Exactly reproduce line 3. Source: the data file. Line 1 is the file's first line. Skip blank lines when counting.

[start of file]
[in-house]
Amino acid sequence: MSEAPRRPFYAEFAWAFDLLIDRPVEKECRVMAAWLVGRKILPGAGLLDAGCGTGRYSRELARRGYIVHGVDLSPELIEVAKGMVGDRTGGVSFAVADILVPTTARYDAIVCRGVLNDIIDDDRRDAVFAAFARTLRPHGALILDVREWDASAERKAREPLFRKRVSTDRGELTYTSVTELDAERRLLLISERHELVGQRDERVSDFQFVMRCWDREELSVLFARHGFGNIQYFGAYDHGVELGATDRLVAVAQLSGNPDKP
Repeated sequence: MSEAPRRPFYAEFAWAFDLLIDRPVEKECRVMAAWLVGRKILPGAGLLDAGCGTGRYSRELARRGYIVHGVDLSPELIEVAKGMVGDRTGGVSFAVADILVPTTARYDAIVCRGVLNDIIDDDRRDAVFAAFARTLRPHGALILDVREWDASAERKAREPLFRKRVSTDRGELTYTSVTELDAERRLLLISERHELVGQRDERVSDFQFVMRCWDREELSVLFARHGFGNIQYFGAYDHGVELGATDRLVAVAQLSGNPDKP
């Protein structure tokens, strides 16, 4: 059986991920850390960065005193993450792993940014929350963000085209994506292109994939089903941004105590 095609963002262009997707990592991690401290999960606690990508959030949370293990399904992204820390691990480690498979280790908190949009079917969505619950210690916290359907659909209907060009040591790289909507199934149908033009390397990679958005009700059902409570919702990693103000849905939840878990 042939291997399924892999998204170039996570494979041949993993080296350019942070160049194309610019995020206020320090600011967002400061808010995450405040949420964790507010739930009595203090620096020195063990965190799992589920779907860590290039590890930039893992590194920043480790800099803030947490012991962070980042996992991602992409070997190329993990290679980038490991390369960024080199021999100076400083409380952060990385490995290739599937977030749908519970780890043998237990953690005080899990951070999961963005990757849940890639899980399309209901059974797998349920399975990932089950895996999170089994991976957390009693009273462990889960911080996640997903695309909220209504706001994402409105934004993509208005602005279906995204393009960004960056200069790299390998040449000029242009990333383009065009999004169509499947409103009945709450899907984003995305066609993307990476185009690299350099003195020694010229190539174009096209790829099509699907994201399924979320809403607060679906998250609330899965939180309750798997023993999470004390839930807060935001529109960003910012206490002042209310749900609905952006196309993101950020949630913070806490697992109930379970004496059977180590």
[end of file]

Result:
Repeated sequence: MSEAPRRPFYAEFAWAFDLLIDRPVEKECRVMAAWLVGRKILPGAGLLDAGCGTGRYSRELARRGYIVHGVDLSPELIEVAKGMVGDRTGGVSFAVADILVPTTARYDAIVCRGVLNDIIDDDRRDAVFAAFARTLRPHGALILDVREWDASAERKAREPLFRKRVSTDRGELTYTSVTELDAERRLLLISERHELVGQRDERVSDFQFVMRCWDREELSVLFARHGFGNIQYFGAYDHGVELGATDRLVAVAQLSGNPDKP